Raising Chickens for Eggs

Information on Raising Chickens for Eggs

Why are my Chickens Egg Yolks Orange

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Question We got our first eggs from hens we raised from chicks. The yolks of the eggs, (shells are light brown or tan), are a very orange-y color.  We were expecting to see bright yellow yolks as opposed to the light yellow of store-bought eggs, but not the reddish orange of our hens’ eggs.  Will that change after they have begun to lay regularly?

Answer   Egg yolk color is really just an indicator of the hen’s diet. If they eat more yellow-orange carotenoids, or natural pigments, it affects and changes the yolk’s color. Orange yolks have the same amount of protein and fat than lighter yolks but studies have shown that eggs from pasture-raised hens have more omega-3s and vitamins but less cholesterol due to healthier more natural feed. Orange yolks are an indication of a well balanced and highly nutritous diet and many people claim they taste better as well. Eggs from hens that have access to grasses and insects as part of their diet tend to have orange colored yokes that are firmer and egg shells that are thicker.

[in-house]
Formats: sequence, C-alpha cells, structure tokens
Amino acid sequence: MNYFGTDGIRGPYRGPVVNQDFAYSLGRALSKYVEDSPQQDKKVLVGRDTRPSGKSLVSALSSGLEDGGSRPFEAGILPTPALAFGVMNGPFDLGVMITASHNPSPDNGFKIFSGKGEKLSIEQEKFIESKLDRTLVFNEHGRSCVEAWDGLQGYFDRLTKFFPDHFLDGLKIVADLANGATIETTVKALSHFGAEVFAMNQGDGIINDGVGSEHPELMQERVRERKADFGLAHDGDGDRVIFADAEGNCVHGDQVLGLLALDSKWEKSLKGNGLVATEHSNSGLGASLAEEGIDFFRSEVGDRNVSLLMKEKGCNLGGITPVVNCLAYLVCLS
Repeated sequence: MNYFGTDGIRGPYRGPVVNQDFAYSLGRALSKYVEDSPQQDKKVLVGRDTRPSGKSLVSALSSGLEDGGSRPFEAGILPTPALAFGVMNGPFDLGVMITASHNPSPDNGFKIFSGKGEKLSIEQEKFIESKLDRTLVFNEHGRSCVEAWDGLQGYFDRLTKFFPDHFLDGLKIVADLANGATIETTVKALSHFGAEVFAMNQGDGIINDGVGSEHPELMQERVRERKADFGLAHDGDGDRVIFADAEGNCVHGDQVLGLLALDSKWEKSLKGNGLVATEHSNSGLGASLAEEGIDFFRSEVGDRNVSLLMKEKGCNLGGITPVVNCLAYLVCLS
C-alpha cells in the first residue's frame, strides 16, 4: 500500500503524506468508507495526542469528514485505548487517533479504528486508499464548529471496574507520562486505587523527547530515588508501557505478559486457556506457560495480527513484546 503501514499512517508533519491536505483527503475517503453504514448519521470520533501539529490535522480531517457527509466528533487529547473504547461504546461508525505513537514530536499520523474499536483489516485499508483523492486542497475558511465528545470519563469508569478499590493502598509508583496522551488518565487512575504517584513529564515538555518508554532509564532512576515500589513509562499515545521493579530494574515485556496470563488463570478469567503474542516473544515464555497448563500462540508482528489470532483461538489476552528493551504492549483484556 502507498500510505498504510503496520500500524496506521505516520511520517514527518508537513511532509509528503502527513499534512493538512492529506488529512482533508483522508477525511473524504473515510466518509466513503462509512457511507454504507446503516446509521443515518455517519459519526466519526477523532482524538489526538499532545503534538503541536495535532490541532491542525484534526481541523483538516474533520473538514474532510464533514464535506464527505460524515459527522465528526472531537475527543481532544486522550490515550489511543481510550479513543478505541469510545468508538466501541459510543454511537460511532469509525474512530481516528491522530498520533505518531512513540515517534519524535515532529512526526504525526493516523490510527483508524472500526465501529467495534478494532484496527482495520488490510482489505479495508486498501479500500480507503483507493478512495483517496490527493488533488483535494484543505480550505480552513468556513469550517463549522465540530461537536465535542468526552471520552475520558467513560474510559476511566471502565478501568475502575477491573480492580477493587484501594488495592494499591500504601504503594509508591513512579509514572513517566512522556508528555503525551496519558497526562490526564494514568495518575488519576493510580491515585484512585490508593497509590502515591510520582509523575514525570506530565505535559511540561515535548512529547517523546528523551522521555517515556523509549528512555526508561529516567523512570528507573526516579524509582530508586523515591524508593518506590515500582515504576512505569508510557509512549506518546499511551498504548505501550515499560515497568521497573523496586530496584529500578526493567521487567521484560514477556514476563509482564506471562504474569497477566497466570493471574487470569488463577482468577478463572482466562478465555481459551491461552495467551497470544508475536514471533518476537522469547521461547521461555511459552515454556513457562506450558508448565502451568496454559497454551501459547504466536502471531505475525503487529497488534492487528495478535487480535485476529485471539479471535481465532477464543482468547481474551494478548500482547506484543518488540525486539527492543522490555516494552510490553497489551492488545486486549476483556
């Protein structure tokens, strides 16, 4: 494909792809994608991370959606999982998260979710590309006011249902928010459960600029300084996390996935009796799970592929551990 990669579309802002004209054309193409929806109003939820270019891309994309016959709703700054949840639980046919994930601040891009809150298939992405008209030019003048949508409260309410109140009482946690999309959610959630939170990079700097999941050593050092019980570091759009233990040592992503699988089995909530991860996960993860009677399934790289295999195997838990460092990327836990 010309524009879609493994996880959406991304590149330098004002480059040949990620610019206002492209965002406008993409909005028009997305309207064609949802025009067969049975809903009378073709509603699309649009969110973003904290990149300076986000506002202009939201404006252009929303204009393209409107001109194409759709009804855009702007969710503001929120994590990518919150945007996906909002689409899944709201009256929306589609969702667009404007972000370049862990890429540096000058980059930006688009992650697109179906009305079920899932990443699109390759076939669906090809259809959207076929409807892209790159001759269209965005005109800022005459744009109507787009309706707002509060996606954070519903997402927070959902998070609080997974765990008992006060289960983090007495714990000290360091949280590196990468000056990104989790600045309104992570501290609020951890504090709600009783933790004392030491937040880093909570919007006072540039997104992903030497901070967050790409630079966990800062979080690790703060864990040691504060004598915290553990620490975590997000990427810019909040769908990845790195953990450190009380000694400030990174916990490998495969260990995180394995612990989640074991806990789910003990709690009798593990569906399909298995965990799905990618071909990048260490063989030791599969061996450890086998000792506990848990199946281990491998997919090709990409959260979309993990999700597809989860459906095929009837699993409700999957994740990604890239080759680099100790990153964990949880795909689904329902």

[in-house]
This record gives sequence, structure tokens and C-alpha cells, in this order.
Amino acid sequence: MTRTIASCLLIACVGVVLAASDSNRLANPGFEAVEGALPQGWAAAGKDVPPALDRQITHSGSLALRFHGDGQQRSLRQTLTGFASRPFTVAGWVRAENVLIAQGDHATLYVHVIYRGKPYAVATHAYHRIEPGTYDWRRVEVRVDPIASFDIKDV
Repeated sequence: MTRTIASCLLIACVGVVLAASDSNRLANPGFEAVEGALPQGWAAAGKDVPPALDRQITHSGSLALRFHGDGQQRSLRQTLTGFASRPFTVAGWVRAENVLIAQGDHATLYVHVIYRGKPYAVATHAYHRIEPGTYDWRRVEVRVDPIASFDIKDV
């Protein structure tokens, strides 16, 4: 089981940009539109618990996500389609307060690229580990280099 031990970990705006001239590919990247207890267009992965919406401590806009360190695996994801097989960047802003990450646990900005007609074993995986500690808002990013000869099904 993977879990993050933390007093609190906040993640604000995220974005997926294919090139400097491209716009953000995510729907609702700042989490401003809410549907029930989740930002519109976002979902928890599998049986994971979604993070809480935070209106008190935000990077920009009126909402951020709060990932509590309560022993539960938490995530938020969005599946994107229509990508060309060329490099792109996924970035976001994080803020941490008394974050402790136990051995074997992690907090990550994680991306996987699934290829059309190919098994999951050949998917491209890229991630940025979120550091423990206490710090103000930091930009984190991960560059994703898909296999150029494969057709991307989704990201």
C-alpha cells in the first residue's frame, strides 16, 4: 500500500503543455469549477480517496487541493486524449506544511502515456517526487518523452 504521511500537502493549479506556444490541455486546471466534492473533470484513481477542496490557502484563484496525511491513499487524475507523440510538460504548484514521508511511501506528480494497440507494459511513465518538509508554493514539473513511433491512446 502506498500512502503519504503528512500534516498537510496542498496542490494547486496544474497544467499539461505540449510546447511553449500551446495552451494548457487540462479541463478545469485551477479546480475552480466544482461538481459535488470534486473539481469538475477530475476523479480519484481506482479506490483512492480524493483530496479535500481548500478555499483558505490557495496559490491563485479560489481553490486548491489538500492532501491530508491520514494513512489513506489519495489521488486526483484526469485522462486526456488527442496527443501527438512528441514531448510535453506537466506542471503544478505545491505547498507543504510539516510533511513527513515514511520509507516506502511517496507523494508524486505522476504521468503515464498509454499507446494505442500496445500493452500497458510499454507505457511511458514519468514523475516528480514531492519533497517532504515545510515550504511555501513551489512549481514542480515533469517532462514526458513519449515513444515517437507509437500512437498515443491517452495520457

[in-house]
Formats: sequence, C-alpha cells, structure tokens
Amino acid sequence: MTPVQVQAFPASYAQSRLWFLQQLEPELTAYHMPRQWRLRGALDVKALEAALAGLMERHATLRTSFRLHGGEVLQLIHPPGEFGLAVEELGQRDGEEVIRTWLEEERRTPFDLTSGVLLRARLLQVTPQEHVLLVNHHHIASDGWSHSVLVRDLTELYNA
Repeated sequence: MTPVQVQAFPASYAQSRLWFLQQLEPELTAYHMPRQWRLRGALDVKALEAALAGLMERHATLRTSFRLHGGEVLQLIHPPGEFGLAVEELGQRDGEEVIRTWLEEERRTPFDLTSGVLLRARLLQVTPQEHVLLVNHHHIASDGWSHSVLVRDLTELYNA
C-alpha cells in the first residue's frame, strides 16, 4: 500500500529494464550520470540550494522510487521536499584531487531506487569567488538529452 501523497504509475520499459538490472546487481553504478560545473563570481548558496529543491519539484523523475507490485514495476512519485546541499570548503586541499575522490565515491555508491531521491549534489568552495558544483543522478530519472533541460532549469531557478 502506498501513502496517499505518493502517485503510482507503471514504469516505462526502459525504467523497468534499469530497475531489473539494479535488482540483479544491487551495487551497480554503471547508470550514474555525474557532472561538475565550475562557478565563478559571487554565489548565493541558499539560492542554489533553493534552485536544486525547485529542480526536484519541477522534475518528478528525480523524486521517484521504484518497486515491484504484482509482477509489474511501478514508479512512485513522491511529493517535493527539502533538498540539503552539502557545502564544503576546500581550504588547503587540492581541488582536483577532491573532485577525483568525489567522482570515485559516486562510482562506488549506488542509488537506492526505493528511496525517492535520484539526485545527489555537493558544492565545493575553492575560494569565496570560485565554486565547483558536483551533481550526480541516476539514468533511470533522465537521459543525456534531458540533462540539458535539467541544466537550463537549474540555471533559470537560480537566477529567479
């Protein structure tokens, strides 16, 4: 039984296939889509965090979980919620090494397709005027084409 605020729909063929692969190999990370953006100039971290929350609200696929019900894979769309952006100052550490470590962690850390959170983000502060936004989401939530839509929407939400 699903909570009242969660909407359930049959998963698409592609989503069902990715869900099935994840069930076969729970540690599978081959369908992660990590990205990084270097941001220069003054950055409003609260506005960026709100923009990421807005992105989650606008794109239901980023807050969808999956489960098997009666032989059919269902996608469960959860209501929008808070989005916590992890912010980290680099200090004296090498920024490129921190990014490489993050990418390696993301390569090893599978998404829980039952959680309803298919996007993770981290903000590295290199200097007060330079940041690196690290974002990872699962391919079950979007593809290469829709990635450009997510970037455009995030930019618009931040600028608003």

One Comment

  1. I have 5 laying hens that are 3 or 4 years old that have been together since peeps. Their egg production has diminished partly due to winter and also due to aging I’m guessing. My thoughts are to buy some more peeps in the spring and am wondering if I can and how to integrate them in with the older hens when the time comes. The coop has adequate room with a fenced in ground area and they free range in the evenings when I am home. Any thoughts or suggestions? I’ve been told that the older hens will pick the newer/smaller ones apart. Thanks

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